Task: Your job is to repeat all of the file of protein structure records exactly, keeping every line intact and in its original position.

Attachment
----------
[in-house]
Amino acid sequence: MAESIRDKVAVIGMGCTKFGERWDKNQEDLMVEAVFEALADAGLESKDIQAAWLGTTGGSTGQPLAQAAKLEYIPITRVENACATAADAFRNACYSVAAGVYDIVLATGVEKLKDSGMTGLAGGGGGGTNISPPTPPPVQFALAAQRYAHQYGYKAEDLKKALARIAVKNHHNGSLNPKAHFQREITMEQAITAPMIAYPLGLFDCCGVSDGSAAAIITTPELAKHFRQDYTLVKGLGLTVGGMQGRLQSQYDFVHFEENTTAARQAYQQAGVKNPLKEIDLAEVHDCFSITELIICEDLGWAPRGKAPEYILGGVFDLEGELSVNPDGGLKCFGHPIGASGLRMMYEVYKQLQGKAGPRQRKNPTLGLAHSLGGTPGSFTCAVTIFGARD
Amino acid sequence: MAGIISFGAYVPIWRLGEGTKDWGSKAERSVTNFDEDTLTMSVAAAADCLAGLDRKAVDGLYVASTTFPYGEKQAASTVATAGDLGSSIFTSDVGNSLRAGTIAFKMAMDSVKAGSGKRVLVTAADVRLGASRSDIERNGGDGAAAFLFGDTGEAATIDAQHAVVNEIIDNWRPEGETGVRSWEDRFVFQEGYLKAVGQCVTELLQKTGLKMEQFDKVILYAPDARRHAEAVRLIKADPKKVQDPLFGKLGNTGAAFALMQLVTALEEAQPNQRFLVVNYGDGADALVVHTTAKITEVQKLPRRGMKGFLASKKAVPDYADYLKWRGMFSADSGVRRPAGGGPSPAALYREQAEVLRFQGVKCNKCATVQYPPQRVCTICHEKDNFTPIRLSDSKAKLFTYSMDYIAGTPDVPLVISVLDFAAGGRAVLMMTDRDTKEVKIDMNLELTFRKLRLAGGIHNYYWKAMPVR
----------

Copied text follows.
[in-house]
Amino acid sequence: MAESIRDKVAVIGMGCTKFGERWDKNQEDLMVEAVFEALADAGLESKDIQAAWLGTTGGSTGQPLAQAAKLEYIPITRVENACATAADAFRNACYSVAAGVYDIVLATGVEKLKDSGMTGLAGGGGGGTNISPPTPPPVQFALAAQRYAHQYGYKAEDLKKALARIAVKNHHNGSLNPKAHFQREITMEQAITAPMIAYPLGLFDCCGVSDGSAAAIITTPELAKHFRQDYTLVKGLGLTVGGMQGRLQSQYDFVHFEENTTAARQAYQQAGVKNPLKEIDLAEVHDCFSITELIICEDLGWAPRGKAPEYILGGVFDLEGELSVNPDGGLKCFGHPIGASGLRMMYEVYKQLQGKAGPRQRKNPTLGLAHSLGGTPGSFTCAVTIFGARD
Amino acid sequence: MAGIISFGAYVPIWRLGEGTKDWGSKAERSVTNFDEDTLTMSVAAAADCLAGLDRKAVDGLYVASTTFPYGEKQAASTVATAGDLGSSIFTSDVGNSLRAGTIAFKMAMDSVKAGSGKRVLVTAADVRLGASRSDIERNGGDGAAAFLFGDTGEAATIDAQHAVVNEIIDNWRPEGETGVRSWEDRFVFQEGYLKAVGQCVTELLQKTGLKMEQFDKVILYAPDARRHAEAVRLIKADPKKVQDPLFGKLGNTGAAFALMQLVTALEEAQPNQRFLVVNYGDGADALVVHTTAKITEVQKLPRRGMKGFLASKKAVPDYADYLKWRGMFSADSGVRRPAGGGPSPAALYREQAEVLRFQGVKCNKCATVQYPPQRVCTICHEKDNFTPIRLSDSKAKLFTYSMDYIAGTPDVPLVISVLDFAAGGRAVLMMTDRDTKEVKIDMNLELTFRKLRLAGGIHNYYWKAMPVR